Anita Raj has a lot on her professional plate. A developmental psychologist and global public health researcher, she is the founding director of the Center on Gender Equity and Health at the University of California, San Diego (UC San Diego), and a professor in the institution's departments of medicine and education studies. Dr Raj is also a 'Tata Chancellor Professor of Society and Health'.
The quantity of Dr Raj's responsibilities, while vast, is of less import than the quality of the research she has been involved with over the course of a strikingly brilliant academic career. UC San Diego has been both safe harbour and anchor for Dr Raj, who was born and lived in Mississippi, USA, before moving to Georgia to pursue her education, inclusive of a master's and a doctorate.
Dr Raj, who has been an advisor to UNICEF and the World Health Organisation and has addressed the United Nations General Assembly on child marriage, speaks here to Christabelle Noronha about her work and her research. Excerpts from the interview:
It takes a thick paragraph to include all the work you are involved with, your research and your responsibilities. What's the intersection?
If you want it in one sentence, I'm a professor whose research and academic courses focus on applying advanced social science and data science methodologies to understanding and eliminating gender inequities in global health and development. This work is not limited to the greater vulnerability of women and girls in the face of sexual violence and the ongoing 'son preference' in India. It also takes in the heightened exposure of men and boys in relation to issues such as occupational risk and alcohol use.
One of the best parts of my job is that my research is linked to my educational responsibilities at UC San Diego. I teach graduate courses on behavioural theory and its application to public health education models and to survey development. These are things we do on the ground in our field research as well.
"... 'son preference' is seen in India in quite unique ways, and tackling the problem requires cultural and contextual considerations.”
How is developmental psychology responding to the complexities of the modern world? How has it changed down the years?
Developmental psychology, historically, emphasised individual cognitions and behaviours across the lifespan. Our approach now brings a more social and intersectional lens to this work, considering the role of social groups and social systems as well as the intersecting social inequities that unfold in the context of caste, income and, of course, gender.
For instance, 'son preference' is seen in India in quite unique ways, and tackling the problem requires cultural and contextual considerations. Similarly, female genital mutilation, a traditional practice that compromises the mental and physical health of girls, is seen in specific cultural contexts. You cannot rely on a cookie-cutter approach to deal with these concerns. Rather, you need cultural humility and participatory engagement, allowing affected communities to be the guide in the search for practical and policy solutions.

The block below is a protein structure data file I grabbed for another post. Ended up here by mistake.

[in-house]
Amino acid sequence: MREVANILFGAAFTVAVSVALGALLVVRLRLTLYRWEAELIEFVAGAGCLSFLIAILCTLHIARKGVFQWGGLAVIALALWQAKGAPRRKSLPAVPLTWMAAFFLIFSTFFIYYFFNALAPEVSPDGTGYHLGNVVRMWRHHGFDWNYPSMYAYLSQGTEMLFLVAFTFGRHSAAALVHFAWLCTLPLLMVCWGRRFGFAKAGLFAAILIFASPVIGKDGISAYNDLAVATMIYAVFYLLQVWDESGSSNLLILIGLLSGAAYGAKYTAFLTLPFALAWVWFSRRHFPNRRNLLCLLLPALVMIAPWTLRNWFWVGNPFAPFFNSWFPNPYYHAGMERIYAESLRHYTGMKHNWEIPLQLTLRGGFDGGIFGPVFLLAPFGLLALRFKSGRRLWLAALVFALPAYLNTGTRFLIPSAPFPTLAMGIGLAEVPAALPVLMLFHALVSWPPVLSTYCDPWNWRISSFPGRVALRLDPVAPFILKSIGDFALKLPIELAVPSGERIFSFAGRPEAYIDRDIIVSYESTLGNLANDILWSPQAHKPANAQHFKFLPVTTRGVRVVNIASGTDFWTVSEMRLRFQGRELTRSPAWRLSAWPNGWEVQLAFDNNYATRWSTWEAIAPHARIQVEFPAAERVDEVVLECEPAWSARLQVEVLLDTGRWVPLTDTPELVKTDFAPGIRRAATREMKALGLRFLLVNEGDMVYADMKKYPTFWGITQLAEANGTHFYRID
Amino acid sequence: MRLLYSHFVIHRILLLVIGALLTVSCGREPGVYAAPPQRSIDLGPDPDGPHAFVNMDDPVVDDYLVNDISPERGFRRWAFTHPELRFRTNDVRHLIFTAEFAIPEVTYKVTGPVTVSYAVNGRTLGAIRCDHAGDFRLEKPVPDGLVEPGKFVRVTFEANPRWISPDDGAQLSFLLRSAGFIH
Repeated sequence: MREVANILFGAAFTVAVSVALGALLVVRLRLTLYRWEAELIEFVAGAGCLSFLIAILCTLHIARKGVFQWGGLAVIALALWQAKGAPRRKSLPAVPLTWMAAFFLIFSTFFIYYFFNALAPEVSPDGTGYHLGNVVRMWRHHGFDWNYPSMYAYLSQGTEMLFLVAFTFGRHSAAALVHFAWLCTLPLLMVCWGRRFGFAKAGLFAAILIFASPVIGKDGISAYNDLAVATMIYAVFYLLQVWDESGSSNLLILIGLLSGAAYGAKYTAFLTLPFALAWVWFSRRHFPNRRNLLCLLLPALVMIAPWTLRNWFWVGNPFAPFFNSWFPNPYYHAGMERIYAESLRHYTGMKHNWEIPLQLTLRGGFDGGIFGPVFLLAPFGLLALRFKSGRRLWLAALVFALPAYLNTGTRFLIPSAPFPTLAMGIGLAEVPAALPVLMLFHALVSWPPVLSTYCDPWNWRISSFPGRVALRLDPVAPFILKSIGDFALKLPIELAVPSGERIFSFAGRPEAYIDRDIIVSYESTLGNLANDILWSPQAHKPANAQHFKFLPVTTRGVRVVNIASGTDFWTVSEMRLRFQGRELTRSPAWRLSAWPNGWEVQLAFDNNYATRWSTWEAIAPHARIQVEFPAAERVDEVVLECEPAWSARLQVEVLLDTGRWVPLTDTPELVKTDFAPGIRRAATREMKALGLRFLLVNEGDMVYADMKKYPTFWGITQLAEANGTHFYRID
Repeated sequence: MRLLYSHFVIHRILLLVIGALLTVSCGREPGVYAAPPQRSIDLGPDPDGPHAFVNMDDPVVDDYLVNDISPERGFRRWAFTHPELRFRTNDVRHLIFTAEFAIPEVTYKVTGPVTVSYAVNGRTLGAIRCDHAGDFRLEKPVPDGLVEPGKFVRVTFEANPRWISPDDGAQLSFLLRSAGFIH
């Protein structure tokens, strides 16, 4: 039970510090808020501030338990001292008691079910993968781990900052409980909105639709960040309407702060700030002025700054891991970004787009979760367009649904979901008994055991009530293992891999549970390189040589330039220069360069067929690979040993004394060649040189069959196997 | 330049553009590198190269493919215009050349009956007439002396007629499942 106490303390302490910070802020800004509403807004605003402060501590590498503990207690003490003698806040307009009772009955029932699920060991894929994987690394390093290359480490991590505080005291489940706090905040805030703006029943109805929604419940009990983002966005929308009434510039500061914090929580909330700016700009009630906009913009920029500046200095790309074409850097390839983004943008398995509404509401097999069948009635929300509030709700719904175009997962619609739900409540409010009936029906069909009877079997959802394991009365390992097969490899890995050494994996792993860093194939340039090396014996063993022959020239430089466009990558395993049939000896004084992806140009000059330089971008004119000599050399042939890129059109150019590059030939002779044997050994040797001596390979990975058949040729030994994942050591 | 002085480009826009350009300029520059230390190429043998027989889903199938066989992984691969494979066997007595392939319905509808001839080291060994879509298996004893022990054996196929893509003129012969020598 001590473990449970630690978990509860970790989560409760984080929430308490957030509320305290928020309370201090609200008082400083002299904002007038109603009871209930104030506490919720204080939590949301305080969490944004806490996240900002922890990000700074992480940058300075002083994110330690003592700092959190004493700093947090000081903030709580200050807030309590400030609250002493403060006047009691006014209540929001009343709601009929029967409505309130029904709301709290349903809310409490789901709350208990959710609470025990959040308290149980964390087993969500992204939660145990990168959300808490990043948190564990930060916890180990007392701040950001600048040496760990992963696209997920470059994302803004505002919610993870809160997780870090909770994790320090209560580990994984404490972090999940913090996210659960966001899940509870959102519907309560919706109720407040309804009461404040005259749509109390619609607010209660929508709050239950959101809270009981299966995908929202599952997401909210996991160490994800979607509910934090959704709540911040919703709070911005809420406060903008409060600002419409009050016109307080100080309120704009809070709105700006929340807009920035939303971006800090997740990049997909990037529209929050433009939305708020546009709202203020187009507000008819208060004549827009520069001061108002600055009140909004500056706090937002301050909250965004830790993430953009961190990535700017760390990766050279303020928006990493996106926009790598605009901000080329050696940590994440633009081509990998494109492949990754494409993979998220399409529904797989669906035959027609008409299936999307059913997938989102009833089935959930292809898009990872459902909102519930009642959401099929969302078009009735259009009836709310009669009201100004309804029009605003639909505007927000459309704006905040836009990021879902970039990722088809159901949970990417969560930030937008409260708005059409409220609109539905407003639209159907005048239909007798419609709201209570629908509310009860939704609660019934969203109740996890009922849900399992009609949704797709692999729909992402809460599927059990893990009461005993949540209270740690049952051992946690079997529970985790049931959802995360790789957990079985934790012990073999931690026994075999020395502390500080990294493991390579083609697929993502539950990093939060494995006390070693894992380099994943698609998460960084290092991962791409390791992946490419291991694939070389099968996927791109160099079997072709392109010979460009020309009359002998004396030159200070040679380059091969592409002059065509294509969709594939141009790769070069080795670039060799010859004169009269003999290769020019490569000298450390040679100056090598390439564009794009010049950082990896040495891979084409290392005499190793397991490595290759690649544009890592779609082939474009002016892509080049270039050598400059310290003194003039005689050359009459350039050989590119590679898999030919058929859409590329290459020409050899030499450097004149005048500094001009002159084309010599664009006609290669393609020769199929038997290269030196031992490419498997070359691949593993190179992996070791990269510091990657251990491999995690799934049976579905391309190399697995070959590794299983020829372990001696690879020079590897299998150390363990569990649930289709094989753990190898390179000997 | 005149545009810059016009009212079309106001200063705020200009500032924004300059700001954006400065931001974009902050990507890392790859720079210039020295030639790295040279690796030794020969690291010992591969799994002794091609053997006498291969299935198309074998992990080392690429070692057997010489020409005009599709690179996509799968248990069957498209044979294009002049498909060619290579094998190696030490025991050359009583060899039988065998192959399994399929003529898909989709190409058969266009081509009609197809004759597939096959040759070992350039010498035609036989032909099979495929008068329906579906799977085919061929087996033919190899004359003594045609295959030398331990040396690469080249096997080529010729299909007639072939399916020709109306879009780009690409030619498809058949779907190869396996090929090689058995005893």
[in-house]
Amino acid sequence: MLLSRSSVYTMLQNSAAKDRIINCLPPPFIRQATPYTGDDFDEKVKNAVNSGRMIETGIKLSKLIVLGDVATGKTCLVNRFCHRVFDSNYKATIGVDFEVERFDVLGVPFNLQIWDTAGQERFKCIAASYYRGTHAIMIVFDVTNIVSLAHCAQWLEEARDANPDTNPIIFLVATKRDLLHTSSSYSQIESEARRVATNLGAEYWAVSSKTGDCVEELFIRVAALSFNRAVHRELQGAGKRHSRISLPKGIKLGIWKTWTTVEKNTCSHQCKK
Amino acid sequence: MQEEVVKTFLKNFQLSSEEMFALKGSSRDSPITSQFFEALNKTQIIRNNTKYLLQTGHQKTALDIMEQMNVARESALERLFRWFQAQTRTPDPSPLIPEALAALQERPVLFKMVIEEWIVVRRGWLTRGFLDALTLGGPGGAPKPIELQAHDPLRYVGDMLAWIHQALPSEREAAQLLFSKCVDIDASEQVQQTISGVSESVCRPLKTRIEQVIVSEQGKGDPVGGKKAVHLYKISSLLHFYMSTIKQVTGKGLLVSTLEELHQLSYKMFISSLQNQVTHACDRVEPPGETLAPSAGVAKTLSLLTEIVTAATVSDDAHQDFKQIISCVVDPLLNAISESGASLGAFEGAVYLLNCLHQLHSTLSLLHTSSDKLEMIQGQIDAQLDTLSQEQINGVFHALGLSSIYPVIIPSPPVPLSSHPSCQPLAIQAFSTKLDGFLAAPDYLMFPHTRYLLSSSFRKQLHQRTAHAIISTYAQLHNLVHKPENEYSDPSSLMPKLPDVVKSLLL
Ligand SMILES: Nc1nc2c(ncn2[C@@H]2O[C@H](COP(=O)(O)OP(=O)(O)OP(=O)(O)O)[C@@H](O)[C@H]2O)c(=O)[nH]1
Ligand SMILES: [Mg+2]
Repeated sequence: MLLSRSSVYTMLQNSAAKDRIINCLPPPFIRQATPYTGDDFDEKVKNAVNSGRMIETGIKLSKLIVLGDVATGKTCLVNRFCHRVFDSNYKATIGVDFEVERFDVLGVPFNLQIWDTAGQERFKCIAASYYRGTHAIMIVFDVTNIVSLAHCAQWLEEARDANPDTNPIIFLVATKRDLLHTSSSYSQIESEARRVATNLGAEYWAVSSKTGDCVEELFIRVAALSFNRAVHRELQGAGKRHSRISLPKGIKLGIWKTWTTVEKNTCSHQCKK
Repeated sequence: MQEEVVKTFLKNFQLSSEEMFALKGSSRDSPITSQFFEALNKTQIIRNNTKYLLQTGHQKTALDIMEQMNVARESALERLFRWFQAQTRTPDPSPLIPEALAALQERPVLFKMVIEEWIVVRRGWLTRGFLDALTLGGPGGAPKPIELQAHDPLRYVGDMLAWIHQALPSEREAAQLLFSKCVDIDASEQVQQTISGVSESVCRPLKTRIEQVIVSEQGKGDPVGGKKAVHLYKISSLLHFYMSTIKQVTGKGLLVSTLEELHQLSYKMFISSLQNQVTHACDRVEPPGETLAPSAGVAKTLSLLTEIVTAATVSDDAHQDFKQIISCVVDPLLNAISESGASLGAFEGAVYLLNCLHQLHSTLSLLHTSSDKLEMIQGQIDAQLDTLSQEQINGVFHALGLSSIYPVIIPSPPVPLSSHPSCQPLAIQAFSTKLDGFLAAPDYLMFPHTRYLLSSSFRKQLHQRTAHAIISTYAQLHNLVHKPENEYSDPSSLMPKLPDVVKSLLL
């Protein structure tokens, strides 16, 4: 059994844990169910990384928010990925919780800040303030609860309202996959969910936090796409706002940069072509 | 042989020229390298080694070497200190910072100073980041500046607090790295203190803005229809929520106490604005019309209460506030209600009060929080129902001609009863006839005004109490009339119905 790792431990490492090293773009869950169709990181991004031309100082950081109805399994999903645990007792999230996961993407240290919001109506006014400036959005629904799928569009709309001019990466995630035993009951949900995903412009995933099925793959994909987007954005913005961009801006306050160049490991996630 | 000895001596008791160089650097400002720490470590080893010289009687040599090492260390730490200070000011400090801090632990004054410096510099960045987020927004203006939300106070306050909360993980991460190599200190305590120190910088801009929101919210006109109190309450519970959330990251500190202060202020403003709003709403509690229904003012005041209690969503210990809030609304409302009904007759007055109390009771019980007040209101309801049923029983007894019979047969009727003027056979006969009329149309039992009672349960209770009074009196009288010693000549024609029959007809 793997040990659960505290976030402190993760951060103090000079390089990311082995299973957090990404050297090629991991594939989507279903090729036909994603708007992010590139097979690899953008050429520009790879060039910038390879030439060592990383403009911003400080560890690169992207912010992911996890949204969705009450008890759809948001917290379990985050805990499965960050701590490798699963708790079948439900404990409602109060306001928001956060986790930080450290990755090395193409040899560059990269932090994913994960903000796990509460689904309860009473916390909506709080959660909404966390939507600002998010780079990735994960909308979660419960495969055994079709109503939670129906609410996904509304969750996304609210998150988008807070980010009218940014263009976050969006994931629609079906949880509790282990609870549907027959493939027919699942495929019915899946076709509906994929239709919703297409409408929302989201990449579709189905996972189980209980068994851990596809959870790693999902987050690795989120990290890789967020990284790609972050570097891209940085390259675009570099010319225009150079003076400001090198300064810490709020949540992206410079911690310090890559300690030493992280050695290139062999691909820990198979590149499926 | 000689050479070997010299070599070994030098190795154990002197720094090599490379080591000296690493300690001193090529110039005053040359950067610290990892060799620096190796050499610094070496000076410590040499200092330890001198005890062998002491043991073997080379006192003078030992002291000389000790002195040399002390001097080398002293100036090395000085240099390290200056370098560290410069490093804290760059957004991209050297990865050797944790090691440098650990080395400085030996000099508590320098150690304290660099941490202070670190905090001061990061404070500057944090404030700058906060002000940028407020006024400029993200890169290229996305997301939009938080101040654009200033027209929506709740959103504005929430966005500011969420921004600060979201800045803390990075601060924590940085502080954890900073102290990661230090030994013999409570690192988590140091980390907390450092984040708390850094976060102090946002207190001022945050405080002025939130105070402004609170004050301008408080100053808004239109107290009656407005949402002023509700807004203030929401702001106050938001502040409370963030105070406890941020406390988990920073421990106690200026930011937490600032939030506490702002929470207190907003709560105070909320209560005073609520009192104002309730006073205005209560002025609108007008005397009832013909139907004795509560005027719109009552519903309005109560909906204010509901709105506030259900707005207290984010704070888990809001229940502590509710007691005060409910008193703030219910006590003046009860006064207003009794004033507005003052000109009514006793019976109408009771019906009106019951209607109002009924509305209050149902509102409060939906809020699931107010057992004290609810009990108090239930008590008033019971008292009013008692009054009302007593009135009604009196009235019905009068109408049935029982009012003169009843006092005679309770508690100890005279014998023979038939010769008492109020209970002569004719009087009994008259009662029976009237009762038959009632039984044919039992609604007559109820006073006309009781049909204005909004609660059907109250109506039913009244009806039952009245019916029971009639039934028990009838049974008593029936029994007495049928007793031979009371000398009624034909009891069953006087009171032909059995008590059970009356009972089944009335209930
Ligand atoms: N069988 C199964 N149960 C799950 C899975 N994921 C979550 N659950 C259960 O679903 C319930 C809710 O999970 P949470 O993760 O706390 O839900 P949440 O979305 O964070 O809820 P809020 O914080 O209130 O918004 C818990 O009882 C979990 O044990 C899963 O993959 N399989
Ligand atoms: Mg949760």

When it comes to gender equity and health, how do the prisms through which we view the subject change from country to country, culture to culture? What stays the same everywhere?
Across societies, we see similarities in values and beliefs with respect to what men can do relative to women and, correspondingly, gender differences in opportunities and resources offered. Women, for example, are less likely than men to be employed, obtain equal pay for equal work, or move about freely in public spaces without being sexually harassed. In contrast, men are more likely than women to be employed in high-risk occupations and to have social or time restrictions placed on engagement with their children.
There are differences, nonetheless. India contends with son preference in ways and at levels seen in few other places in the world. Deep-seated cultural beliefs and restrictive gender norms ensure that this concern persists. We are finding in our research a shocking lack of change in excess female infant mortality.
India has had a plethora of government health interventions for socially vulnerable sections of its populace. To what extent has the purpose of these interventions been served? How can we, in your view, do better?
The structured and committed public health efforts in India can serve as a model to the world. The shifts we have seen in infant and child vaccinations and the reduction in social inequities, including gender inequities, is laudable. However, more clinical commitment from health systems and better value and support of community outreach efforts could strengthen this work.
There is much research documenting the value of ASHAs [accredited social health activists] in improving maternal and child health outcomes, but these are incentivised rather than salaried positions, undermining their value in clinical care and for the community. Additionally, while health systems have worked to improve outreach to our most socially vulnerable families, this has not included families in which son preference may compromise the survival of girl infants.
How critical is the mother-and-child equation in public health and the delivery of it? What's holding India back here?
Improvements in institutional delivery, antenatal care, childhood vaccinations, etc. are well documented and this demonstrates the strength and capacity of the Indian health system. Concerns include ensuring a strong and valued workforce and, in particular, our largely female frontline providers, among them nurses and ASHAs. Devaluation, mistreatment and overburdening of these cadres of providers compromise quality of care in delivery and also result in high turnover and vacancies in these positions, affecting access to care.
How do we get more committed doctors and other medical staff, professionals who can fulfil their responsibilities?
I think the key is to provide stable salaries and a supportive work environment. In that sense, I do not think this is an obstacle just in India. We have many countries with high rates of unemployment and, simultaneously, a nursing shortage. India has a highly qualified physician workforce, but the number of these physicians, especially female physicians, in rural areas is low. Again, this is not unique to India.